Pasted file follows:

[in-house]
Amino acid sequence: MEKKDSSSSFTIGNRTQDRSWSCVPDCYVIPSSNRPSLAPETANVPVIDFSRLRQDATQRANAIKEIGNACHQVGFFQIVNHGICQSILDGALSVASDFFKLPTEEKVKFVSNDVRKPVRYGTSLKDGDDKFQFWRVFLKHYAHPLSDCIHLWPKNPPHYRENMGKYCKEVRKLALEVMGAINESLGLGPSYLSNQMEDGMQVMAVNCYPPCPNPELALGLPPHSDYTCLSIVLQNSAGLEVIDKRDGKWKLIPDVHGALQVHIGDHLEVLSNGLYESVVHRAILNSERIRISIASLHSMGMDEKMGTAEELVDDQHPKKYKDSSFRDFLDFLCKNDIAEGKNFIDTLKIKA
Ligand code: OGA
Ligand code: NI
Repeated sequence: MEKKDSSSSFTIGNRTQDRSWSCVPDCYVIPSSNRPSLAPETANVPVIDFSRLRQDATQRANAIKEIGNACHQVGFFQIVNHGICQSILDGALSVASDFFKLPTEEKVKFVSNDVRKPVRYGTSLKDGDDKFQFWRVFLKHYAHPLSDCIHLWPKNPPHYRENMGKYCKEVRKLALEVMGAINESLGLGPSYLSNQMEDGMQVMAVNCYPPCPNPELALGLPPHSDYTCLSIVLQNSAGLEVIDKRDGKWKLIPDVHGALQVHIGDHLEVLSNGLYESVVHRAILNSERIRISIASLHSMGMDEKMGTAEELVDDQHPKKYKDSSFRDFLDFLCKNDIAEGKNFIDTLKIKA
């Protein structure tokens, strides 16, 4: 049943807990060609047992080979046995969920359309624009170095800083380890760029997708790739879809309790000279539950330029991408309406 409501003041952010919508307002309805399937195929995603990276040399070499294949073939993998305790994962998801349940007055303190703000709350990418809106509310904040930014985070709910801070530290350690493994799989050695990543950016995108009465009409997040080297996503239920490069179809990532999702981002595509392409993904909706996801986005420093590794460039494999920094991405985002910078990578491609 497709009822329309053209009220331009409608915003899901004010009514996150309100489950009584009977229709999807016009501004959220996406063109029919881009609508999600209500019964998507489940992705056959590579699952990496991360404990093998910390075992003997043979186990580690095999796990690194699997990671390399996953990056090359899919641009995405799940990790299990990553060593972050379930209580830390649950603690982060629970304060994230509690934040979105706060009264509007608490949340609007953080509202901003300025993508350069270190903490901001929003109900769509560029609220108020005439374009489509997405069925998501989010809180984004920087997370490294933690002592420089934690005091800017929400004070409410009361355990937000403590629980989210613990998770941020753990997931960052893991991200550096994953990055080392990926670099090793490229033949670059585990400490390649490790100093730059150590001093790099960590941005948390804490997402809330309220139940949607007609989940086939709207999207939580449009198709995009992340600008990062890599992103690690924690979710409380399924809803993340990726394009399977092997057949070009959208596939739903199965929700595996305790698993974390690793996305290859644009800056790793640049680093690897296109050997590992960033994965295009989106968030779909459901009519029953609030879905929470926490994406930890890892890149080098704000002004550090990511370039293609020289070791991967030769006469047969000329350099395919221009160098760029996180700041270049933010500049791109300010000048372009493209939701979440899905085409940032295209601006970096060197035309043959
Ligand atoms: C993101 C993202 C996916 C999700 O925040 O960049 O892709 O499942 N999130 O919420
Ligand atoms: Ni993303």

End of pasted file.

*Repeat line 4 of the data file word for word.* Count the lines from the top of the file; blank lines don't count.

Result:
Ligand code: NI